Alcohol is probably the most commonly used and abused drug in the United State and possibly in the world. It is probably also one of the most lethal, being implicated as a co-factor in 40 percent of drownings, about half of traffic deaths, 67 percent of homicides and 25 percent of suicides. It affects more than 12 million people directly each year (10 percent of all males and 3 percent of all females) and causes more than 200,000 deaths. It is the third greatest national health problem after heart disease and cancer. Alcohol has been, and still is, a major danger in society.
Lack of data makes it difficult to assess the actual number of alcohol-related injuries. It is estimated, however, that 20 to 25 percent of patients treated in urban hospital emergency rooms are intoxicated.If you attempt to help an intoxicated individual, it is often difficult, since the person may be belligerent and combative. Also, personal hygiene may be less than optimal. However, it is important that these individuals be helped and not just labeled "drunk." Their condition may be quite serious and even life-threatening.
Occasionally, a person will have consumed so much alcohol that signs of serious central nervous system depression appear. In such cases complete respiratory support may be necessary. Death can result from this degree of alcohol consumption.
The signs of alcohol intoxication include:
- Odor of alcohol on the person's breath or clothing.
- Unsteady, staggering walk.
- Slurred speech and the inability to carry on a conversation.
- Nausea and vomiting or the desire to vomit.
The first-aid care for an intoxicated person includes:
- Look for any injuries, since alcohol may mask pain.
- Check to see if the person is breathing.
- If vomiting occurs, turn the intoxicated person on his side so vomit will not be inhaled.
- Call 911 or local emergency number to alert the emergency medical services. In many cases, let the EMS personnel decide if the police should be alerted.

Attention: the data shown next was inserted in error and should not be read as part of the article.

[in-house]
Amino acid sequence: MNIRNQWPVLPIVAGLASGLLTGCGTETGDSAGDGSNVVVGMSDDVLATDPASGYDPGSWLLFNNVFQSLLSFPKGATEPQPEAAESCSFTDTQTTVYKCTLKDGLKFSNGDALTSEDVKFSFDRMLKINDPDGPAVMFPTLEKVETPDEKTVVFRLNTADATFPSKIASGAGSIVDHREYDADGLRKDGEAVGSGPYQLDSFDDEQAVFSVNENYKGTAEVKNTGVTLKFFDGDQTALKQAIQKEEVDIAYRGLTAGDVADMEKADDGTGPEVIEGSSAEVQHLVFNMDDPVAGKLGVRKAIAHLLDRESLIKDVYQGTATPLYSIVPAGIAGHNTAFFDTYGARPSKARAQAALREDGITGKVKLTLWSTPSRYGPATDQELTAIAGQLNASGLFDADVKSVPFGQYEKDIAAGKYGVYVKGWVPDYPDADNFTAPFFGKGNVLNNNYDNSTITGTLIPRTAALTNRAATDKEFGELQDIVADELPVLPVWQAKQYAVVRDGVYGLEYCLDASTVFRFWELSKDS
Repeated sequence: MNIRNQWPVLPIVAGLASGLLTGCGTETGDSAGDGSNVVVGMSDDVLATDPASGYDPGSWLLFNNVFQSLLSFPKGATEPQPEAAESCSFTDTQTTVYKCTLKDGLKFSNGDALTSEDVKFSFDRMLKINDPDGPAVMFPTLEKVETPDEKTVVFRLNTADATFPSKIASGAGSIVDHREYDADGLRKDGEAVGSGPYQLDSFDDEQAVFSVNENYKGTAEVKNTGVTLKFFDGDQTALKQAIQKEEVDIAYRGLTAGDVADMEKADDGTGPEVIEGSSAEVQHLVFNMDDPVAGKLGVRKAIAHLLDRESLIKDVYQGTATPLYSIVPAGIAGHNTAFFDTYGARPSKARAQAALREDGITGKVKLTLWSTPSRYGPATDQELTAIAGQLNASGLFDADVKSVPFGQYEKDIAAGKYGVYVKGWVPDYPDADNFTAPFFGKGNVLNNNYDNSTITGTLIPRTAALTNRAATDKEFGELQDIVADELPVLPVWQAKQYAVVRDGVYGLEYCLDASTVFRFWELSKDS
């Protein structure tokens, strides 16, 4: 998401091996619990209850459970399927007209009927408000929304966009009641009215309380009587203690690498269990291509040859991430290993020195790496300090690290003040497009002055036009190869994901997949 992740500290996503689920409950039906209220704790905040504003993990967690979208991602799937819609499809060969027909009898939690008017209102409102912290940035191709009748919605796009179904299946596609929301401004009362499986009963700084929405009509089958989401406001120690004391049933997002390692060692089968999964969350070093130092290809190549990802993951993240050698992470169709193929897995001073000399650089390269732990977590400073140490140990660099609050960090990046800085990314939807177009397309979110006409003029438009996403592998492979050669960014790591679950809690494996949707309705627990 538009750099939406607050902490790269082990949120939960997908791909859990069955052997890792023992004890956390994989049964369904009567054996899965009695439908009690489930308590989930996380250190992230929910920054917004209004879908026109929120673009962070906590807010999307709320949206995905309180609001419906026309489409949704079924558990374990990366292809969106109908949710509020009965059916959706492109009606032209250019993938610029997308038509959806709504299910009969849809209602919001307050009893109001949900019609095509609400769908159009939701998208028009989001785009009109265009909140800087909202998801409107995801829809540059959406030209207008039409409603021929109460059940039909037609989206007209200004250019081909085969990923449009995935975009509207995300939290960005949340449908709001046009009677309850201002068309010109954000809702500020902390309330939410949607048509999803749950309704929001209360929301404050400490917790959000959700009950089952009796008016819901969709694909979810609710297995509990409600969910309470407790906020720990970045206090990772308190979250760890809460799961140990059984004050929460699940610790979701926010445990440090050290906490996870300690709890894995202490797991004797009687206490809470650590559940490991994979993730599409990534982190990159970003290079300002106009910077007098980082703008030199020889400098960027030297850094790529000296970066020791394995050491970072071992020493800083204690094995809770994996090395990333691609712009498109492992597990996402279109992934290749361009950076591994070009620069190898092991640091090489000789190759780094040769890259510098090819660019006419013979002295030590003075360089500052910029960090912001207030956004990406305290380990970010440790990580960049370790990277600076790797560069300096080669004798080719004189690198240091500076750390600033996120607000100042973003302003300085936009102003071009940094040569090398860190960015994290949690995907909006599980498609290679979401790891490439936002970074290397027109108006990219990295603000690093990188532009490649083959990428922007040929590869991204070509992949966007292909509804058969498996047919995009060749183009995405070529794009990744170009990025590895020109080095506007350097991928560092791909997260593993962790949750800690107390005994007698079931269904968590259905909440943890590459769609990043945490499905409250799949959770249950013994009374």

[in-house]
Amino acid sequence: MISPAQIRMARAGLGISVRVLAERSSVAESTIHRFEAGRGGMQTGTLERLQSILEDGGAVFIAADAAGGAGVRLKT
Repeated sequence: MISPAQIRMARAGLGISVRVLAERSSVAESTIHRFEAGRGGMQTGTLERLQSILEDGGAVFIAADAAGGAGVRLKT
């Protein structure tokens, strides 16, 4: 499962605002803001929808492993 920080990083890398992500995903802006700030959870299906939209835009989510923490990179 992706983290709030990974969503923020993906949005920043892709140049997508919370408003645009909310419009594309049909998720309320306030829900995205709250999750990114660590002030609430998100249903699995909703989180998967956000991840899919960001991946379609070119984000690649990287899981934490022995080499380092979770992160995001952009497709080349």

Assume that an injured victim or any unconscious victim has a spinal cord injury and needs to be stabilized against movement. Because of decreased pain perception, the intoxicated victim cannot be assessed reliably. If a spinal cord injury is suspected, wait for the emergency medical services (EMS) to arrive. They have the proper equipment and training to stabilize and move a victim.
Keep the airway open. Many intoxicated victims will vomit. The risk of aspirating or inhaling vomit into the lungs is very high. To reduce this risk, use the "recovery" position if: the victim is breathing and it is not believed that the victim has a neck or back injury. The "recovery" position can be used for both a conscious and unconscious person. The person is positioned on his side (left side is best) to keep the airway open and to allow drainage from the mouth if the person vomits or is bleeding.
Alcohol-induced seizures, either from alcohol ingestion or withdrawal, are usually brief and self-limiting.
Since many intoxicated individuals have been exposed to the cold, suspect hypothermia. They should be moved to a warm environment. All wet clothing should be removed, and the individual should be covered with warm blankets. Handle a hypothermic victim very gently since rough handling could induce a heart attack.
Call the poison control center and follow their instructions. The use of syrup of ipecac is not as popular as it once was since it may cause inhalation of vomit.
The negative effects in terms of death and illness from acute and chronic alcohol use are staggering. The consumption of alcohol is deeply imbedded in our society. Because of its widespread use, those likely to be affected by the drinking of alcohol of others should be educated in how to recognize the problem and how to help should an emergency arise.